Society needs its heroes, someone to worship, admire or even, for the ambitious, to aspire to. There is no shortage of them, whether they be actual worshipped deities, fictional superheroes like Batman or Superman, rockstars or legends of the sports field or the silver screen.
We place them high on their pedestals and immediately test their fragility. A pedestal is a precarious place to be and the unwary, complacent or arrogant hero will soon be knocked off, frequently providing a side dish of schadenfreude for the observer. In her programme notes for Superhuman: Our Inner Darkness, Kalpana Raghuraman sites Kevin Spacey as one of the most recent stars to fall in disgrace from the firmament – even before the accusations have been proved and a trial had taken place. Heroes are human and have human traits and faults and it seems to be the revelation and recognition of that fact that leads to their downfall. Their fault is that they are human and they all have an inner darkness. We don’t want our heroes to be like us, we want them to be superhuman, faultless and divine. But, being human, they are bound to fail and therefore need to be replaced.
Kalpana Raghuraman’s new piece provided a fitting, super even, climax to this year’s Korzo India Dance Festival. It was one of the few completely contemporary pieces in the Festival and, had you not known anything about it, you would perhaps have missed the Indian connection. Yes, one was able to detect tabla in Simone Giacomini’s excellent and original, mainly synth and percussion score and yes, there was a lot of foot-stamping but otherwise this could have been any leading multi-racial contemporary dance company in the world.
Ms Raghuraman, who grew up in the Netherlands, labels herself not only as a choreographer but as a cultural anthropologist and is clearly interested in the hero-worship phenomenon. In Superhuman she seeks to explore the search for, and selection of, a new superhero.
The piece starts with the three girl and three boy dancers aggressively and energetically strutting their stuff like a tribal war dance, each striving to assert their dominance.
The most startling and dramatic moment of the performance came at the beginning of the second sequence. From a pitch-black stage a huge v-shaped shaft of light appears, casting the shadow of a lone figure on the back wall. The music becomes vocal and we gradually realise that it is the shadowy figure that is singing. The dancers, meanwhile, are hardly visible, barely detectable forms scattered around the dark stage. The song finishes and the light source, a lamp in a small box on castors, changes. A lid is placed on top and one of the sides removed, casting a horizontal shaft of light across the stage. The box become like a lighthouse as the singer turns it around, slowly picking out one dark figure after another.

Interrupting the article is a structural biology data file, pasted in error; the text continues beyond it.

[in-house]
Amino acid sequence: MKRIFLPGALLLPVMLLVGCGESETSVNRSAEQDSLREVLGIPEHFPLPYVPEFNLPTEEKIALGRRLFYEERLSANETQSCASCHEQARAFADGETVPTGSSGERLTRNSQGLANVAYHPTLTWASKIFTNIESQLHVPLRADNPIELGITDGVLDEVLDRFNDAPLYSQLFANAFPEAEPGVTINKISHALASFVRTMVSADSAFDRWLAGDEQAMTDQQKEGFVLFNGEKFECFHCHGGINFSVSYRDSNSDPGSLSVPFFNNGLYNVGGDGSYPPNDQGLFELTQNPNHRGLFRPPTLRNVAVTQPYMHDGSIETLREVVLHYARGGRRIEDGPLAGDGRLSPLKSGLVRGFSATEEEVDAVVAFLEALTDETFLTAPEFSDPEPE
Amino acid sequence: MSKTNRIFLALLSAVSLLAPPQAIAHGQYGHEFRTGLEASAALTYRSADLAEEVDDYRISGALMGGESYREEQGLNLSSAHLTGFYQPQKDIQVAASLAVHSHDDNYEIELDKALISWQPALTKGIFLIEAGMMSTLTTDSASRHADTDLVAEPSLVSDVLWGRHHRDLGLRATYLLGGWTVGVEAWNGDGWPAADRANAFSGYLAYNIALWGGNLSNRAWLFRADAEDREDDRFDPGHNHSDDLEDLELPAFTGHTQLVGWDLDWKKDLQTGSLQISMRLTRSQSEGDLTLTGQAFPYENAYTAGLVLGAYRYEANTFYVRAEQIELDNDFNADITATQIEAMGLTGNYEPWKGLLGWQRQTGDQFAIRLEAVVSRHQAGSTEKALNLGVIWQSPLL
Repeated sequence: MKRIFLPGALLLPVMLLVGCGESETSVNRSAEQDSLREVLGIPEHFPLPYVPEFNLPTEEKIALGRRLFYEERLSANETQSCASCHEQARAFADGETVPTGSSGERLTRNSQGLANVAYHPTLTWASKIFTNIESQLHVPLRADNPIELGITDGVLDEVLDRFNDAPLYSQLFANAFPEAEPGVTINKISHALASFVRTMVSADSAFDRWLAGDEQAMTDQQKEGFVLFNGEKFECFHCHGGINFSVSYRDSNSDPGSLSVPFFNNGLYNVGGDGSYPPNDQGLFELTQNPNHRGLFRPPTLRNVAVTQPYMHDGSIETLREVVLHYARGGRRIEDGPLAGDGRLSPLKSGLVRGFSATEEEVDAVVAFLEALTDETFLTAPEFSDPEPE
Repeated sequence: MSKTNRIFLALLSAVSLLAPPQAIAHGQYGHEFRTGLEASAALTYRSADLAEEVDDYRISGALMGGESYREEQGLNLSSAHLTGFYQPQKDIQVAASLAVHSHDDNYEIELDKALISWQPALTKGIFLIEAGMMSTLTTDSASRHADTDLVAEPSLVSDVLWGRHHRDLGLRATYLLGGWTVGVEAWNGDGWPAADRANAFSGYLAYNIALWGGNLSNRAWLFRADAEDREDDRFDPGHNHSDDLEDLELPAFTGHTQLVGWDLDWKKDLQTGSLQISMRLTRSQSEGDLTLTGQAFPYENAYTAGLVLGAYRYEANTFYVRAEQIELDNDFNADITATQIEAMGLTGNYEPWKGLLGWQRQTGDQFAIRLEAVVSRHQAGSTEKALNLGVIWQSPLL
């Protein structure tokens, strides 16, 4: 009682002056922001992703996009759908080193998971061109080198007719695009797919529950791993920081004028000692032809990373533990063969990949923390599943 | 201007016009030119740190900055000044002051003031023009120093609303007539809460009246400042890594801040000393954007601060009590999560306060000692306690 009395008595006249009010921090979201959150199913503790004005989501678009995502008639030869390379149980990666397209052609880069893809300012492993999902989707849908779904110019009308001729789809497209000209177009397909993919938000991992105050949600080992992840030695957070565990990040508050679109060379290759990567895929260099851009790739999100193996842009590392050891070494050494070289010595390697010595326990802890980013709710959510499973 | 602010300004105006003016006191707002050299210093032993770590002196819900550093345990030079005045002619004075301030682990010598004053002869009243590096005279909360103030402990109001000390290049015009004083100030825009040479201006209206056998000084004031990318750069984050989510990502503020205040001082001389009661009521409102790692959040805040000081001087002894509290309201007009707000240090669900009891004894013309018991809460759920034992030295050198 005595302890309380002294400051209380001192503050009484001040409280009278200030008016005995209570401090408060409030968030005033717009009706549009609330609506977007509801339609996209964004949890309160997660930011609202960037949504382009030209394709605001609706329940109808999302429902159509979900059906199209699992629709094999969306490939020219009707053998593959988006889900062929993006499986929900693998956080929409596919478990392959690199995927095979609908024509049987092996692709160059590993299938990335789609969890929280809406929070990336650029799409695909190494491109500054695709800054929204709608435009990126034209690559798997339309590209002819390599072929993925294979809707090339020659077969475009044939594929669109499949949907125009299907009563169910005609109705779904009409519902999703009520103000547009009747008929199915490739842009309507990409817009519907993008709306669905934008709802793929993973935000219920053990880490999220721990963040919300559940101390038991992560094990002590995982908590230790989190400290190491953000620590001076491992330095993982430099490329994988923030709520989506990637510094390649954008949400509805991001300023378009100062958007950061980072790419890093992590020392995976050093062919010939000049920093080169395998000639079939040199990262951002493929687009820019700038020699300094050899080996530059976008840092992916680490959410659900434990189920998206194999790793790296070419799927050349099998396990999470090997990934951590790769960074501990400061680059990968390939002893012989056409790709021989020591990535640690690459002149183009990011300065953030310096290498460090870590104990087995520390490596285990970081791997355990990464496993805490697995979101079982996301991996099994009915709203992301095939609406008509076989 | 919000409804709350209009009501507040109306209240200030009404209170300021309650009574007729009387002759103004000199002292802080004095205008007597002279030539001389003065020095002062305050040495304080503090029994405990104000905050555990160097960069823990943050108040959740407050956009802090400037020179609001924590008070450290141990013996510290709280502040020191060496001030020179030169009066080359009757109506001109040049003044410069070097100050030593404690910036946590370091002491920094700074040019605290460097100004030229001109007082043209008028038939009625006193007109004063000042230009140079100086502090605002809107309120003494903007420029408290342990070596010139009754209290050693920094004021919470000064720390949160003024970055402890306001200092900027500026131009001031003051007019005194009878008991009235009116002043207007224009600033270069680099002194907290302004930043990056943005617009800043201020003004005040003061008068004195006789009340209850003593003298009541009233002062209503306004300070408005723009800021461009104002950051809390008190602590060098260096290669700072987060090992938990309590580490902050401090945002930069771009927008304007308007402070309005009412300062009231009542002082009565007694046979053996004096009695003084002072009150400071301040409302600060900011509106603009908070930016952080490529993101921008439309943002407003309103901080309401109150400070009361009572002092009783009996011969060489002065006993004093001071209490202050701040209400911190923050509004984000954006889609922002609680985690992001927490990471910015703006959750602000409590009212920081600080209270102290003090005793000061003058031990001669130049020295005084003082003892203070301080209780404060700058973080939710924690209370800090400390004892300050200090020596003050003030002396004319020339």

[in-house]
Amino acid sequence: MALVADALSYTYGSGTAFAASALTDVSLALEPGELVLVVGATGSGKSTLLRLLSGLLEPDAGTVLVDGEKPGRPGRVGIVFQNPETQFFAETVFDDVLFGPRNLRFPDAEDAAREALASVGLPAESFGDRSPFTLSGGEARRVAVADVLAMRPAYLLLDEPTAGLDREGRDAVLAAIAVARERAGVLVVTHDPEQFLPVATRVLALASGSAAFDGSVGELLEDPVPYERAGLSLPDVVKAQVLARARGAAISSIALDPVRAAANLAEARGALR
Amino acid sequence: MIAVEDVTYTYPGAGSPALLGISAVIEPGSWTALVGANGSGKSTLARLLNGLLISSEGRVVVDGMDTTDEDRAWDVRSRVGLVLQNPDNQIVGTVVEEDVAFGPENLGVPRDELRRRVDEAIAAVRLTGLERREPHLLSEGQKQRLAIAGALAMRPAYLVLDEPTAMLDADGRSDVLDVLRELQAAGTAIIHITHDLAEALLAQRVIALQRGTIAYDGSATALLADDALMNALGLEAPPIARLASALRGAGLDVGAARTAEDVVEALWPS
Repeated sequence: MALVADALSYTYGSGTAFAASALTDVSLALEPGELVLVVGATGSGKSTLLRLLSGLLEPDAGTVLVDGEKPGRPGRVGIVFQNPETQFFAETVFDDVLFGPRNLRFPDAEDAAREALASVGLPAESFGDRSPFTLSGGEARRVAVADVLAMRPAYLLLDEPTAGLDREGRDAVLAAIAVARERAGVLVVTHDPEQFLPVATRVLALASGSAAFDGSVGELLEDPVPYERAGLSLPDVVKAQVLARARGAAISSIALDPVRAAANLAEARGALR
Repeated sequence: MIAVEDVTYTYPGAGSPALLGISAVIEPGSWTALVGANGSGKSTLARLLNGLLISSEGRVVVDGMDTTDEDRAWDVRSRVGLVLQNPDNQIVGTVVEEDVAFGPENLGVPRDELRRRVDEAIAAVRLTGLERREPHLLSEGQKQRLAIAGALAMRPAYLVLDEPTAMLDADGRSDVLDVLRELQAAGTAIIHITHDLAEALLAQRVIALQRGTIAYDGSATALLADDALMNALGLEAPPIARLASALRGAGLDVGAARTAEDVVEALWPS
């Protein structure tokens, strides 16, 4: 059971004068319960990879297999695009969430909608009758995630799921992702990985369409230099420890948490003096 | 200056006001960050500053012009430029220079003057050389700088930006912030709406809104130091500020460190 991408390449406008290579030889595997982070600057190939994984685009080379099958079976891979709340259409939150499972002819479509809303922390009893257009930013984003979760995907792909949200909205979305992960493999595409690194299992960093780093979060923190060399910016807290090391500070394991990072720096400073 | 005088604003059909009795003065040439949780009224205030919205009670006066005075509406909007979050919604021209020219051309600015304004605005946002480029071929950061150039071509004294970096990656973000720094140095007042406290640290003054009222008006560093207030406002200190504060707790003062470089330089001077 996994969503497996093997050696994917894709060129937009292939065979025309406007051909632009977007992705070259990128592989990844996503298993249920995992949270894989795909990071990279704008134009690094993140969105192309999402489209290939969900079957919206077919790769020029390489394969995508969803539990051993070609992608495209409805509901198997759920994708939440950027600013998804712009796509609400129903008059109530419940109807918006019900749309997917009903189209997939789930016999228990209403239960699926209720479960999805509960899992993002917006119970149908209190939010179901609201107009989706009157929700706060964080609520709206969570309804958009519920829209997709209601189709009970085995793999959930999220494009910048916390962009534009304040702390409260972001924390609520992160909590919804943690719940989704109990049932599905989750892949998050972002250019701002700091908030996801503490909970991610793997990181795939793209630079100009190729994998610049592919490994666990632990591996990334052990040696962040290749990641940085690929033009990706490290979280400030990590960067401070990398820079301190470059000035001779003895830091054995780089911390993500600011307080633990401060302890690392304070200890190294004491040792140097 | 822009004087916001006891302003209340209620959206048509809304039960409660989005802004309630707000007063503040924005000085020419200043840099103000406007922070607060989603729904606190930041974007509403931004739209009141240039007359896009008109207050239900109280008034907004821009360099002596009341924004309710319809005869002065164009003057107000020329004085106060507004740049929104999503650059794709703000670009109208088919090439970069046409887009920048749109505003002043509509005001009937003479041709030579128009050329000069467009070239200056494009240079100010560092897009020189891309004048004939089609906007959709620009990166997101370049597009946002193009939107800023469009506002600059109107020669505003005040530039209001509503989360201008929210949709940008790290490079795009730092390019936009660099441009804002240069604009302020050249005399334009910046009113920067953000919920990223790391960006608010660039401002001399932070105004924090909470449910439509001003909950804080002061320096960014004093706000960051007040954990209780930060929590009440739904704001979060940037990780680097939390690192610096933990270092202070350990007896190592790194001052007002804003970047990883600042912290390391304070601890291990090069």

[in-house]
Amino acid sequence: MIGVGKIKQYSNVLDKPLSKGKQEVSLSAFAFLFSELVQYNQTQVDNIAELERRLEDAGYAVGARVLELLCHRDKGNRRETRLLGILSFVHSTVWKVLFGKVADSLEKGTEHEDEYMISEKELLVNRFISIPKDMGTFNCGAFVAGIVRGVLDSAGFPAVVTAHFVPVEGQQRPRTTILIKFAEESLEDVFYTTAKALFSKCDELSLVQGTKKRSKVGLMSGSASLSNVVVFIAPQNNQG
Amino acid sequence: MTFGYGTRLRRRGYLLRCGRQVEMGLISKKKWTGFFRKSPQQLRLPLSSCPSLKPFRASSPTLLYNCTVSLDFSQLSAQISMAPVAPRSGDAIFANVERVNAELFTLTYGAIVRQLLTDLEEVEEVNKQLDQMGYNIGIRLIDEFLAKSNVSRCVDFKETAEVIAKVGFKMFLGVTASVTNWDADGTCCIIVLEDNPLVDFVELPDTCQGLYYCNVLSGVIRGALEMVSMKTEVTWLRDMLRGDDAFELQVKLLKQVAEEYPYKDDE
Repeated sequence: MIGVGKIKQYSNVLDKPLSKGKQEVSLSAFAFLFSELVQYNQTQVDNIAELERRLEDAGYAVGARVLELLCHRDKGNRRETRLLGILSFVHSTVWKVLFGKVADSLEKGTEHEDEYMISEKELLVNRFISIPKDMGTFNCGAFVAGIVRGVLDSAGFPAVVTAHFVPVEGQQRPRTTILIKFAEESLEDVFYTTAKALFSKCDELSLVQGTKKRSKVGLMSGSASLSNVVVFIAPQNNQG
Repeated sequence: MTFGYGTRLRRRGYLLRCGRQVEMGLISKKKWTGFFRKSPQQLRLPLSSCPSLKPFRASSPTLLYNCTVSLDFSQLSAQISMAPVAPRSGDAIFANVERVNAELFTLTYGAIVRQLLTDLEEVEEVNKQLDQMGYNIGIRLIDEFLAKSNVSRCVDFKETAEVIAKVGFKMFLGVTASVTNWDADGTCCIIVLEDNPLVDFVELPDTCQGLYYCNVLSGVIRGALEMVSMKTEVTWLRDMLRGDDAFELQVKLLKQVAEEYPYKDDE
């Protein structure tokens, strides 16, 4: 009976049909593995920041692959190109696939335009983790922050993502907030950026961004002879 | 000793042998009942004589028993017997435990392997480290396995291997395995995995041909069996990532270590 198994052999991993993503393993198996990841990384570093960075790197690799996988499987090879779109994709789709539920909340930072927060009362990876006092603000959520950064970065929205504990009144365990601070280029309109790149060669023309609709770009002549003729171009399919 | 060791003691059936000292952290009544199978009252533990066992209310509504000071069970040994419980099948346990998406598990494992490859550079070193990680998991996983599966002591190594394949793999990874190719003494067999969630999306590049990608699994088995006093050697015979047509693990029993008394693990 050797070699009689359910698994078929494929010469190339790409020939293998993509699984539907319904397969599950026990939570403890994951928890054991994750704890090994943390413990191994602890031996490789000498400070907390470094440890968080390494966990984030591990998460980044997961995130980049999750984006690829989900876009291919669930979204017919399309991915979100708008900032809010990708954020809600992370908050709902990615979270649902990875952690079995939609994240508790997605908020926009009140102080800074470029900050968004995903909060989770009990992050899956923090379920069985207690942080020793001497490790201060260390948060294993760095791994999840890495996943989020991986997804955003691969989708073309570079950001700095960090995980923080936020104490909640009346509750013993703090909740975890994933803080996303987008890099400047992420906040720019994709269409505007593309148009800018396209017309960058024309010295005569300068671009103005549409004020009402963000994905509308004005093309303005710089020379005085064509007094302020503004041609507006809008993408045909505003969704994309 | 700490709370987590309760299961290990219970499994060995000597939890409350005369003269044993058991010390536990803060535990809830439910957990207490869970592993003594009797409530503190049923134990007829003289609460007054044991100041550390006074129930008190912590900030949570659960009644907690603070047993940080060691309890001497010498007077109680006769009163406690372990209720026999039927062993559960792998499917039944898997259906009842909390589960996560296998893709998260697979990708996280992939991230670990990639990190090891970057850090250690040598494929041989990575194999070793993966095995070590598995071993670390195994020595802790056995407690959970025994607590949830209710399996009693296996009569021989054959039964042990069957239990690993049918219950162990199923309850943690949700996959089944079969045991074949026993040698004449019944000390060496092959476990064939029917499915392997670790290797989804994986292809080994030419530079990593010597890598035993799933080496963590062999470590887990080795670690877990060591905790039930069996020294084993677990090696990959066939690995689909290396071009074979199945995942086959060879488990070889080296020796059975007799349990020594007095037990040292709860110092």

And then the story really starts, the search begins. As the light, guided by the singer, hits each dancer they assume an impossible pose, contorting themselves into grotesque, painful shapes which they must hold until the solitary light moves on.
Although inspired by Indian mythological comics, especially the epic Mahabharata, this is a universal theme and to the untrained eye Kalpana Raghuraman’s astounding, often disturbing piece did not come across as particularly Indian. But as we know, human nature with all its strengths and weakness is universal and so are the ideas that Superhuman explores.
The six dancers were excellent and were, I suspect, taken to the limits of their abilities and endurance and for me they were all superheroes. Lotta Sophie Bakker not only sang beautifully as the enigmatic examiner but also wrote the lyrics. Mentions must also go to Asalia Khadjé whose costumes were simple but effective and to Jeffrey Steenbergen whose lighting, although often from a single source, added atmosphere, and often menace, to a very exciting and enjoyable evening. I was very impressed. Michael Hasted 4th November 2018
Click here to return to the Festival main page and our other reviews